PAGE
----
You are leaving Medscape Education
Cancel Continue
Log in to save activities Your saved activities will show here so that you can easily access them whenever you're ready. Log in here CME & Education Log in to keep track of your credits.


Medscape Onsite: Prostate and Bladder Cancer Updates From the Annual American Genitourinary Meeting

  • Authors: Neal Shore, MD, FACS; Matthew D. Galsky, MD, FASCO
  • CME / ABIM MOC Released: 3/10/2023
  • Valid for credit through: 3/10/2024, 11:59 PM EST
Start Activity

  • Credits Available

    Physicians - maximum of 0.50 AMA PRA Category 1 Credit(s)™

    ABIM Diplomates - maximum of 0.50 ABIM MOC points

    You Are Eligible For

    • Letter of Completion
    • ABIM MOC points

Target Audience and Goal Statement

This activity is intended for oncologists, urologists, pathologists, surgeons and other clinicians who treat patients with bladder and prostate cancer.

The goal of this activity is for learners to be better able to manage bladder and prostate cancer and provide recommendations for integrating the data into clinical practice.

Upon completion of this activity, participants will:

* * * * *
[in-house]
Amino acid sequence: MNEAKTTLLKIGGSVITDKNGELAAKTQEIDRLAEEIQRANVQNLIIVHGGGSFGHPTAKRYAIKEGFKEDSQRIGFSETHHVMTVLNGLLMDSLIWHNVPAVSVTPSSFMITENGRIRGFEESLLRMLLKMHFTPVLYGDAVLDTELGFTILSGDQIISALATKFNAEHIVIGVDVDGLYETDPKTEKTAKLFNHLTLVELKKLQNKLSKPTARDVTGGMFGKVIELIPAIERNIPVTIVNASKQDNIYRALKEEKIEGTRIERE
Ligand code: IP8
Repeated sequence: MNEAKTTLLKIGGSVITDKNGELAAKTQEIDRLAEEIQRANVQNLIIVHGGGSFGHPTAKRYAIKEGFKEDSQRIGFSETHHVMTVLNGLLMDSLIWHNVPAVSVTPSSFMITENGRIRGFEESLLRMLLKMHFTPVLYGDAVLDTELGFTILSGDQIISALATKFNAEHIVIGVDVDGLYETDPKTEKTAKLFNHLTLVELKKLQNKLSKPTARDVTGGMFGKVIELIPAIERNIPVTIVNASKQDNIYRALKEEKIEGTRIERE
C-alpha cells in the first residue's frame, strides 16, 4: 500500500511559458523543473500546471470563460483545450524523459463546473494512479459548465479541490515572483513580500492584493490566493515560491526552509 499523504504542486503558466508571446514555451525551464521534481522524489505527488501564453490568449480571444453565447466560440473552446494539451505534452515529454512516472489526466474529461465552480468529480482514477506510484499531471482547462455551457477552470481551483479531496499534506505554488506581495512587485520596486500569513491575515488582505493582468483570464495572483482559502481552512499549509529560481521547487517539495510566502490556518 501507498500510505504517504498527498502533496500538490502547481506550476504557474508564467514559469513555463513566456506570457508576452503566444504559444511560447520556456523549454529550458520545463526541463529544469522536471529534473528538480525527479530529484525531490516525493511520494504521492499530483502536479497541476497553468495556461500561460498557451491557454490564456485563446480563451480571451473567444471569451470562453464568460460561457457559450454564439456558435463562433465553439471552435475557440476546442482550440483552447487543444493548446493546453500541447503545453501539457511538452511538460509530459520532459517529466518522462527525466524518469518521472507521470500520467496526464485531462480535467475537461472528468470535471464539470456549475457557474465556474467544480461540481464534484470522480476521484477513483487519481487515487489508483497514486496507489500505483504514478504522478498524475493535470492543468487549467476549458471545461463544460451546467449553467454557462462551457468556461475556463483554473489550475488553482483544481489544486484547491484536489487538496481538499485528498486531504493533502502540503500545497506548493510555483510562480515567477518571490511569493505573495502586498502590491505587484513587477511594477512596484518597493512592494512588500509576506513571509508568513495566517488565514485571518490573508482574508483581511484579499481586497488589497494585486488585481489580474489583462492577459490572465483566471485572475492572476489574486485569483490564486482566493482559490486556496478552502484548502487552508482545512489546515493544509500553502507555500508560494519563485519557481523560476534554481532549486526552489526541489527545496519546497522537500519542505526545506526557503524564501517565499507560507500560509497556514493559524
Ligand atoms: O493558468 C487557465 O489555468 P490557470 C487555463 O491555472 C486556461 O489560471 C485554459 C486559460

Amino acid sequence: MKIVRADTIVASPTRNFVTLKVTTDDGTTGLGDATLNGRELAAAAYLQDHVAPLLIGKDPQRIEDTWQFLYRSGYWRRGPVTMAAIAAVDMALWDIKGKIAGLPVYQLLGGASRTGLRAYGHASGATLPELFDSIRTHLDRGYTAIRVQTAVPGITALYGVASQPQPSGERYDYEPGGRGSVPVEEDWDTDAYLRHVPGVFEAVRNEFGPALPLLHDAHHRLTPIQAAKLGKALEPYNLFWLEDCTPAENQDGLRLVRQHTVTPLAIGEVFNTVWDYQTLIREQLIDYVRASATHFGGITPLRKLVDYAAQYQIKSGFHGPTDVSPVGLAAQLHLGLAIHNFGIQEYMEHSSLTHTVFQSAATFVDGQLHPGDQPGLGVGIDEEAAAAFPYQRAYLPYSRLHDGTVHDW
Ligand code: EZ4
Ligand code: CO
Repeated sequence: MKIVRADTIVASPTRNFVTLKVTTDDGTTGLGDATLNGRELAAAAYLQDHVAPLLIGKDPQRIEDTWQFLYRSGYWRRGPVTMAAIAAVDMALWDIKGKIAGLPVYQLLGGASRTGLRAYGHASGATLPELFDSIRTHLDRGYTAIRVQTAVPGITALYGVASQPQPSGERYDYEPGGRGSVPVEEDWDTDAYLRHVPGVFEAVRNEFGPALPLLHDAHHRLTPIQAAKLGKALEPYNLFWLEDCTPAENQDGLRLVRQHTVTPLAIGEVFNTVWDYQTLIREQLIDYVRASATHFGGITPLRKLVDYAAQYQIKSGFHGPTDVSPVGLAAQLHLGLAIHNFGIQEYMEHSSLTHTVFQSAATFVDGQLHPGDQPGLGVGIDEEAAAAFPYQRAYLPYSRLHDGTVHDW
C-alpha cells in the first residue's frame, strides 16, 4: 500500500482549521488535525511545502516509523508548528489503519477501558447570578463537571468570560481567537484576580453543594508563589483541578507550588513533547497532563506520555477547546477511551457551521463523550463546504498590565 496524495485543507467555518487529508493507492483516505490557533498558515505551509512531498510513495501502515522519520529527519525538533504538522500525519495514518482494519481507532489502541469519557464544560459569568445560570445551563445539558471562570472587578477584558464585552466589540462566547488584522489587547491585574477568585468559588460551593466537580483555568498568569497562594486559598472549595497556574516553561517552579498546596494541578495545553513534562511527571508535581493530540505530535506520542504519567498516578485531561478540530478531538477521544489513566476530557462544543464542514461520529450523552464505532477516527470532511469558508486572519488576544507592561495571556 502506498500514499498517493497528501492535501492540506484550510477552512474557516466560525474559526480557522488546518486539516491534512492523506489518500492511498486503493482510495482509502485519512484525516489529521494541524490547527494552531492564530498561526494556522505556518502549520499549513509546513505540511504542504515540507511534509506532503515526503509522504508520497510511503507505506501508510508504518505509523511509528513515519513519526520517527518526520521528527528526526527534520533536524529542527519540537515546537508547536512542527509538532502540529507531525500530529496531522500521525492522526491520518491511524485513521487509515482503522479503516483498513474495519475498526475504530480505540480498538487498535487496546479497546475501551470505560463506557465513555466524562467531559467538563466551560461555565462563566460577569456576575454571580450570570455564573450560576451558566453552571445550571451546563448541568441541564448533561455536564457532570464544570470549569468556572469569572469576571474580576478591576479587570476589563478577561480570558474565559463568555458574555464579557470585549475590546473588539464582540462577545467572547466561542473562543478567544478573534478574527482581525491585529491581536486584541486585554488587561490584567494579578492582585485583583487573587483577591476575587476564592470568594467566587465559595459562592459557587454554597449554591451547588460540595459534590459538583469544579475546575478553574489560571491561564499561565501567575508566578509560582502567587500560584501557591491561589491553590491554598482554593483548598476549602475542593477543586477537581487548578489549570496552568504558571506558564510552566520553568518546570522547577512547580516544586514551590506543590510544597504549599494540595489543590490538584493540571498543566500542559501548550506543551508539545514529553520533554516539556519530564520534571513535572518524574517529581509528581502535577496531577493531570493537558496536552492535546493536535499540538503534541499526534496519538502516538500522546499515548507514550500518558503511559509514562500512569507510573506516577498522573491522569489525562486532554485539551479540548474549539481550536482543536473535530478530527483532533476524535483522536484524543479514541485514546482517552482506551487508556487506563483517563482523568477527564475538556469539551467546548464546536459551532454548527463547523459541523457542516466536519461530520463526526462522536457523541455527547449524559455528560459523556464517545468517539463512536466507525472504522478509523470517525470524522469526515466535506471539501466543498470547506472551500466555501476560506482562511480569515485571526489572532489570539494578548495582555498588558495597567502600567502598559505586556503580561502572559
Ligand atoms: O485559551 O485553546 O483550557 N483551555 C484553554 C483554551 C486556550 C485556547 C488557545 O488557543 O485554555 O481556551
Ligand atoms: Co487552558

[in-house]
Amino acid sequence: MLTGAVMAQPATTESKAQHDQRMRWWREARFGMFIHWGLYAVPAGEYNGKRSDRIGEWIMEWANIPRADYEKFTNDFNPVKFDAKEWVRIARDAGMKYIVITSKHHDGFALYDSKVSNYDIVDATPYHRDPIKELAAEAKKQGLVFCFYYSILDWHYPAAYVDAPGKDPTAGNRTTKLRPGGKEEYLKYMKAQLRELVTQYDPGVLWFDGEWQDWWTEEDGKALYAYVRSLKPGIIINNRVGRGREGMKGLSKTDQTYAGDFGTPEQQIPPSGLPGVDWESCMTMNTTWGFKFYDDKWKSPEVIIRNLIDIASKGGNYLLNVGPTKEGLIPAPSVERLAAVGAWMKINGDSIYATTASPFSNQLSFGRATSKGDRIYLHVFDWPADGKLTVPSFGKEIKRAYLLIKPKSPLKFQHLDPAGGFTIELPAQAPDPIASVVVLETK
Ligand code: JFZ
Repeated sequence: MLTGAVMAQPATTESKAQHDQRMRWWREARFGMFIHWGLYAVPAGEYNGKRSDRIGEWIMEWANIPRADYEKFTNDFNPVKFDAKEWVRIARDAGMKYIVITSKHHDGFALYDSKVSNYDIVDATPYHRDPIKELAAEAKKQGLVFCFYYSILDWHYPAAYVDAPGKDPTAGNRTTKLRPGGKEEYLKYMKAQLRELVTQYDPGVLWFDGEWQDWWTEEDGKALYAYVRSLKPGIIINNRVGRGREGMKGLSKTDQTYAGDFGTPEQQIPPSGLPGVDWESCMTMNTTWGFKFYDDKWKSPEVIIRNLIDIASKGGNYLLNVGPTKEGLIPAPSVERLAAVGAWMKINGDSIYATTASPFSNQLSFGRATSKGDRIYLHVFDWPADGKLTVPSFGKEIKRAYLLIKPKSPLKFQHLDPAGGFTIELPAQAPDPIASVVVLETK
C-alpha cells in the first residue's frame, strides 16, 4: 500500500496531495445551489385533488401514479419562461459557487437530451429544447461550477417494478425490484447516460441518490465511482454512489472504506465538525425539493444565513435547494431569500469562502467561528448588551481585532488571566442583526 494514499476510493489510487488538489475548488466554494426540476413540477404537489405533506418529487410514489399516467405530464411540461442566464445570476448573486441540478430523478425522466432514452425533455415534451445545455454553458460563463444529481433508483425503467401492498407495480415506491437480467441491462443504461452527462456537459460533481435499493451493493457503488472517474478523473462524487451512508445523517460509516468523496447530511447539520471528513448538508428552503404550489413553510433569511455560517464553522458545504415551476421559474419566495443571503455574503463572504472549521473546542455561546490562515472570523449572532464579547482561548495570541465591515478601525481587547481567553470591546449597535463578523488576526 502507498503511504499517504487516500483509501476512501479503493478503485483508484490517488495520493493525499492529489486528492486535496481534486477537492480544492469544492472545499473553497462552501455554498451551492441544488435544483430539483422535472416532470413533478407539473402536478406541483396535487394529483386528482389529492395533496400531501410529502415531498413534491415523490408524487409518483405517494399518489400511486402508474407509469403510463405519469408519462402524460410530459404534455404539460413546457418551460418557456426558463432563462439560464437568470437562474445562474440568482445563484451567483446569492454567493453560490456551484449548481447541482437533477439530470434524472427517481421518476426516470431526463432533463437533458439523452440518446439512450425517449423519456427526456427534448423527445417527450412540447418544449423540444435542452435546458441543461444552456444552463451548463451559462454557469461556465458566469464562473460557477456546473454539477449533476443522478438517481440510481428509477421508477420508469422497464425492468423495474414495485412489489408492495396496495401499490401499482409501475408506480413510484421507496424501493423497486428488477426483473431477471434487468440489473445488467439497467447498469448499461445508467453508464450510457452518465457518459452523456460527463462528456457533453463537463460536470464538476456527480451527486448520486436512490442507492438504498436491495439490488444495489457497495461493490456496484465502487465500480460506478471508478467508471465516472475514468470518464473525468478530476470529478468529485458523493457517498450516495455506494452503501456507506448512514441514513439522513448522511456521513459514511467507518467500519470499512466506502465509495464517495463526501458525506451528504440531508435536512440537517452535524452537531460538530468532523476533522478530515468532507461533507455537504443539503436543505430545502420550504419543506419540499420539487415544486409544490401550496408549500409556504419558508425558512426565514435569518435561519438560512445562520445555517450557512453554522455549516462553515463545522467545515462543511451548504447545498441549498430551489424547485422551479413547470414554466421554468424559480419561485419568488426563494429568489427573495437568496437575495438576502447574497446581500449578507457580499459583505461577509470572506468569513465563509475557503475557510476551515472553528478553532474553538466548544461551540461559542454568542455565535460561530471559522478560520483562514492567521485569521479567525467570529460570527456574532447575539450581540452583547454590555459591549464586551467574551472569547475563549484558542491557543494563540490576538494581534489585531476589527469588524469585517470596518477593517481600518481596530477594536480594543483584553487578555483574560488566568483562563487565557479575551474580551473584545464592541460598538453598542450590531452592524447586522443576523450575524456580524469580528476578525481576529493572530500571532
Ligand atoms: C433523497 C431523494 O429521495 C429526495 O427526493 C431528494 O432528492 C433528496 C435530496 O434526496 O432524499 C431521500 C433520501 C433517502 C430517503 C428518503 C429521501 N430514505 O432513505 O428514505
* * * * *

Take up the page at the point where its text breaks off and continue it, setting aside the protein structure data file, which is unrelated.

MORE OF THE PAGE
• Have increased knowledge regarding the
    • Key clinical trial data for the treatment reported at a major oncology medical meeting
    • Utility of emerging data from a major oncology medical meeting into the treatment paradigms for patients
  • Demonstrate greater confidence in their ability to
    • Stay abreast of evolving areas of interest for therapies from a major oncology medical meeting


Medscape, LLC requires every individual in a position to control educational content to disclose all financial relationships with ineligible companies that have occurred within the past 24 months. Ineligible companies are organizations whose primary business is producing, marketing, selling, re-selling, or distributing healthcare products used by or on patients.

All relevant financial relationships for anyone with the ability to control the content of this educational activity are listed below and have been mitigated. Others involved in the planning of this activity have no relevant financial relationships.


  • Neal Shore, MD, FACS ​

    US Chief Medical Officer of Surgery and Oncology
    ​GenesisCare USA
    ​Director, Carolina Urologic Research Center
    ​Myrtle Beach, South Carolina​


    Neal Shore, MD, FACS, has the following relevant financial relationships:
    Consultant or advisor for: AbbVie, Inc.; Alessa Therapeutics, Inc.; Arquer Diagnostics; Astellas Pharma, Inc.; AstraZeneca; Bayer; Bristol Myers Squibb Company; Clarity Pharmaceuticals; Cold Genesys, Inc.; Dendreon Corporation; Ferring Pharmaceuticals; Foundation Medicine, Inc.; ImmunityBio; Incyte Corporation; Invitae Corporation; Janssen; Lantheus Medical Imaging; Lilly; Merck; Minomic International Ltd.; Myovant Sciences; Myriad Genetics, Inc.; NGM Biopharmaceuticals; Nonagen Bioscience; Novartis; Pfizer, Inc.; Photocure; Promaxo, Inc.; Protara Therapeutics; Sanofi; Sesen Bio; Telix Pharmaceuticals; Tolmar Inc.; Vaxiion Therapeutics Inc​